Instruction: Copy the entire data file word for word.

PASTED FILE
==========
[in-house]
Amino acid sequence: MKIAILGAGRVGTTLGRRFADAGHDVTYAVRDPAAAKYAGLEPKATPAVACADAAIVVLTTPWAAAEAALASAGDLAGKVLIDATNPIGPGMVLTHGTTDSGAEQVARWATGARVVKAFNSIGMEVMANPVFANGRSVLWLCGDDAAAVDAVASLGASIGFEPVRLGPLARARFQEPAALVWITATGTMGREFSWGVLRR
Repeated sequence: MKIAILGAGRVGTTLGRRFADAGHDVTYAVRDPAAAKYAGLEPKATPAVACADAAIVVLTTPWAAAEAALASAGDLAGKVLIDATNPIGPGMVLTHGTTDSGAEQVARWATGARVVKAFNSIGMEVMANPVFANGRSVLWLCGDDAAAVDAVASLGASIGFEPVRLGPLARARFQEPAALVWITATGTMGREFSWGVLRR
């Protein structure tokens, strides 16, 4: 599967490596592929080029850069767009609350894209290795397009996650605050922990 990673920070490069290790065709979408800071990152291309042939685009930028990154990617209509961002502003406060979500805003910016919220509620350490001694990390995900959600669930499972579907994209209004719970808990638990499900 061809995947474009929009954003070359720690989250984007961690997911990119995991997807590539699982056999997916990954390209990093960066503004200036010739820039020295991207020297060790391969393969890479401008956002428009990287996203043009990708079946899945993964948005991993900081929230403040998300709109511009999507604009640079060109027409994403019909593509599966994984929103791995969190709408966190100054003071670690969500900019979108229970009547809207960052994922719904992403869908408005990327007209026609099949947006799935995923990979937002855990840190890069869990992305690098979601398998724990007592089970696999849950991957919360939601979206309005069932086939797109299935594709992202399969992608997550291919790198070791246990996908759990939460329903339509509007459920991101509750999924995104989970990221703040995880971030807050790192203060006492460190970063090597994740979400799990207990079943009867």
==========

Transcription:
[in-house]
Amino acid sequence: MKIAILGAGRVGTTLGRRFADAGHDVTYAVRDPAAAKYAGLEPKATPAVACADAAIVVLTTPWAAAEAALASAGDLAGKVLIDATNPIGPGMVLTHGTTDSGAEQVARWATGARVVKAFNSIGMEVMANPVFANGRSVLWLCGDDAAAVDAVASLGASIGFEPVRLGPLARARFQEPAALVWITATGTMGREFSWGVLRR
Repeated sequence: MKIAILGAGRVGTTLGRRFADAGHDVTYAVRDPAAAKYAGLEPKATPAVACADAAIVVLTTPWAAAEAALASAGDLAGKVLIDATNPIGPGMVLTHGTTDSGAEQVARWATGARVVKAFNSIGMEVMANPVFANGRSVLWLCGDDAAAVDAVASLGASIGFEPVRLGPLARARFQEPAALVWITATGTMGREFSWGVLRR
């Protein structure tokens, strides 16, 4: 599967490596592929080029850069767009609350894209290795397009996650605050922990 990673920070490069290790065709979408800071990152291309042939685009930028990154990617209509961002502003406060979500805003910016919220509620350490001694990390995900959600669930499972579907994209209004719970808990638990499900 061809995947474009929009954003070359720690989250984007961690997911990119995991997807590539699982056999997916990954390209990093960066503004200036010739820039020295991207020297060790391969393969890479401008956002428009990287996203043009990708079946899945993964948005991993900081929230403040998300709109511009999507604009640079060109027409994403019909593509599966994984929103791995969190709408966190100054003071670690969500900019979108229970009547809207960052994922719904992403869908408005990327007209026609099949947006799935995923990979937002855990840190890069869990992305690098979601398998724990007592089970696999849950991957919360939601979206309005069932086939797109299935594709992202399969992608997550291919790198070791246990996908759990939460329903339509509007459920991101509750999924995104989970990221703040995880971030807050790192203060006492460190970063090597994740979400799990207990079943009867």